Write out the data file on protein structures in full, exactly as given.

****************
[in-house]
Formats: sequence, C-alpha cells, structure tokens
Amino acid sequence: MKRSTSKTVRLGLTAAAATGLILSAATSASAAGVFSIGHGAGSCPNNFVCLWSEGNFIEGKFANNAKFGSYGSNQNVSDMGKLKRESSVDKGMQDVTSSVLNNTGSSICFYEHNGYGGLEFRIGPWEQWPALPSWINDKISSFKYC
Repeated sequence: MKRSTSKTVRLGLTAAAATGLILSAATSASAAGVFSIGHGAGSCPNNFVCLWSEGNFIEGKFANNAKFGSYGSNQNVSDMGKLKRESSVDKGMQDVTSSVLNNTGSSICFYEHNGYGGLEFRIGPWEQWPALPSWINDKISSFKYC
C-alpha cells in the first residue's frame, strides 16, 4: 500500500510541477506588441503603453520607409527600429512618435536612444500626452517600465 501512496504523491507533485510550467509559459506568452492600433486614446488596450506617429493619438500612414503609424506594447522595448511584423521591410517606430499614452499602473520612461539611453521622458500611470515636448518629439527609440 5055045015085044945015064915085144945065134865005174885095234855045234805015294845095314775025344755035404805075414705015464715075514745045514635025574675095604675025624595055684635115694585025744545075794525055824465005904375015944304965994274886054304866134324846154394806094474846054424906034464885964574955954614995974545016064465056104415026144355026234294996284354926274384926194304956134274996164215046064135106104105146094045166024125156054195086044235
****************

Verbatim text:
[in-house]
Formats: sequence, C-alpha cells, structure tokens
Amino acid sequence: MKRSTSKTVRLGLTAAAATGLILSAATSASAAGVFSIGHGAGSCPNNFVCLWSEGNFIEGKFANNAKFGSYGSNQNVSDMGKLKRESSVDKGMQDVTSSVLNNTGSSICFYEHNGYGGLEFRIGPWEQWPALPSWINDKISSFKYC
Repeated sequence: MKRSTSKTVRLGLTAAAATGLILSAATSASAAGVFSIGHGAGSCPNNFVCLWSEGNFIEGKFANNAKFGSYGSNQNVSDMGKLKRESSVDKGMQDVTSSVLNNTGSSICFYEHNGYGGLEFRIGPWEQWPALPSWINDKISSFKYC
C-alpha cells in the first residue's frame, strides 16, 4: 500500500510541477506588441503603453520607409527600429512618435536612444500626452517600465 501512496504523491507533485510550467509559459506568452492600433486614446488596450506617429493619438500612414503609424506594447522595448511584423521591410517606430499614452499602473520612461539611453521622458500611470515636448518629439527609440 5055045015085044945015064915085144945065134865005174885095234855045234805015294845095314775025344755035404805075414705015464715075514745045514635025574675095604675025624595055684635115694585025744545075794525055824465005904375015944304965994274886054304866134324846154394806094474846054424906034464885964574955954614995974545016064465056104415026144355026234294996284354926274384926194304956134274996164215046064135106104105146094045166024125156054195086044235